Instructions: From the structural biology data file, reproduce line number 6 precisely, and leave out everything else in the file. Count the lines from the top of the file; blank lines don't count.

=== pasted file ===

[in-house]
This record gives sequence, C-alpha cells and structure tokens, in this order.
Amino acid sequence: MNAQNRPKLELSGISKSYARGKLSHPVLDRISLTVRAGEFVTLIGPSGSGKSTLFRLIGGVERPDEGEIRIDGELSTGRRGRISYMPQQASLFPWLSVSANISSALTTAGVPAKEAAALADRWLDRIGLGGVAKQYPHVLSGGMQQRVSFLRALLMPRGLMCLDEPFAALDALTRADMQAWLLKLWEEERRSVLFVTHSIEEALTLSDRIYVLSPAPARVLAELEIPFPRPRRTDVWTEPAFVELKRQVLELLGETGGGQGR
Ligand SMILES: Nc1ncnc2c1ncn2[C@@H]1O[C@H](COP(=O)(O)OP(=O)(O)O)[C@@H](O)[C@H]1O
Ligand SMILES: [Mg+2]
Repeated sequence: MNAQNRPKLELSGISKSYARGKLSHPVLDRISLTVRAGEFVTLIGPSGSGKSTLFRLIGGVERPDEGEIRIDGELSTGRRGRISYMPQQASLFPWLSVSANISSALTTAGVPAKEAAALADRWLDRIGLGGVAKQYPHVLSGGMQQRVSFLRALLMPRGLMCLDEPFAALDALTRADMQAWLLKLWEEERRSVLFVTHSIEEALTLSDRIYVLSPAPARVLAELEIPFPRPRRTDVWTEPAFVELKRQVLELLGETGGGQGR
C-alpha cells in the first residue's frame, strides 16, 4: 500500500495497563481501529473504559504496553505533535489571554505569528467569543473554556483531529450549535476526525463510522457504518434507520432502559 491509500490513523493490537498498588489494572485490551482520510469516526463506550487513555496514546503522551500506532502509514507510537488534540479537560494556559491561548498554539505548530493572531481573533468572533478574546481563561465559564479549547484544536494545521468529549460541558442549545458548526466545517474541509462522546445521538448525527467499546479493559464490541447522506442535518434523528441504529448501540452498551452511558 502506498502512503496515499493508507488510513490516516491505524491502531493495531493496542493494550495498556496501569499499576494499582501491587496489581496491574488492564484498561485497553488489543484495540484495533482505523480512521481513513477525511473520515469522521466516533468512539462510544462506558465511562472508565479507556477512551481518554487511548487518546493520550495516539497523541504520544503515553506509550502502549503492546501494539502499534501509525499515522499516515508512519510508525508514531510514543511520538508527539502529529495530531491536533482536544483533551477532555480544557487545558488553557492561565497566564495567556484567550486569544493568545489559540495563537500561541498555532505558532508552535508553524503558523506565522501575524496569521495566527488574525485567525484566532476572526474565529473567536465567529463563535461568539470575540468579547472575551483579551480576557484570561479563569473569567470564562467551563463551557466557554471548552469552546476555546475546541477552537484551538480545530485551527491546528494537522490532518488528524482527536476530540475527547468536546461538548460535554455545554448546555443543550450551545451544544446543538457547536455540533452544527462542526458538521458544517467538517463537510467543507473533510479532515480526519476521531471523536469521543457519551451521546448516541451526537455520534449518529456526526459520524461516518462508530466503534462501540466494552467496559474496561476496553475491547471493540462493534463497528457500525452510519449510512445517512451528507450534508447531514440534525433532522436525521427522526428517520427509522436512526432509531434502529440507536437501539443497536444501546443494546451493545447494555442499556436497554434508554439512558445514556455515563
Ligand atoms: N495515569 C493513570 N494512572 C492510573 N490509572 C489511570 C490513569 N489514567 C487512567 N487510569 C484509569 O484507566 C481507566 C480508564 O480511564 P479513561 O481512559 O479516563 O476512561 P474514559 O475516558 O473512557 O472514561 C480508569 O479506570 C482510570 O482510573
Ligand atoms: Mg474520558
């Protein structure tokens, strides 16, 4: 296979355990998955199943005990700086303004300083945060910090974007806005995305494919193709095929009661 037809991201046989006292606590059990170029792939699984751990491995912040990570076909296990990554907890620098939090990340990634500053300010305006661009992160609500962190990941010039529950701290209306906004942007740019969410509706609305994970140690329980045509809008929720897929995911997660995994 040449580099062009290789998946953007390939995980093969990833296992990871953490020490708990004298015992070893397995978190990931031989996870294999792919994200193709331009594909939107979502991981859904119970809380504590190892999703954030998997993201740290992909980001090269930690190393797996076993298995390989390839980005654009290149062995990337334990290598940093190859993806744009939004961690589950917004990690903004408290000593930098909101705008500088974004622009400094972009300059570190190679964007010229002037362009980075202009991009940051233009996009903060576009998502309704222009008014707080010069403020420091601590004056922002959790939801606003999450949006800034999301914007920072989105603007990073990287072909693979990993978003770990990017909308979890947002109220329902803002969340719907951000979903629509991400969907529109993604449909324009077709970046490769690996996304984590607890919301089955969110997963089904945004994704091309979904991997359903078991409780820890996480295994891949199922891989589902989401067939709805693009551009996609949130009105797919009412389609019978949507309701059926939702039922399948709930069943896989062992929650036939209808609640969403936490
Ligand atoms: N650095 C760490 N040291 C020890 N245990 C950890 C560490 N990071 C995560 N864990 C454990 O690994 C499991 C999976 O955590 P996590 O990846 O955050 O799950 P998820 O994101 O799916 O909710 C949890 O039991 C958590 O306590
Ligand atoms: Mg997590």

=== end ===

Repeated sequence: MNAQNRPKLELSGISKSYARGKLSHPVLDRISLTVRAGEFVTLIGPSGSGKSTLFRLIGGVERPDEGEIRIDGELSTGRRGRISYMPQQASLFPWLSVSANISSALTTAGVPAKEAAALADRWLDRIGLGGVAKQYPHVLSGGMQQRVSFLRALLMPRGLMCLDEPFAALDALTRADMQAWLLKLWEEERRSVLFVTHSIEEALTLSDRIYVLSPAPARVLAELEIPFPRPRRTDVWTEPAFVELKRQVLELLGETGGGQGR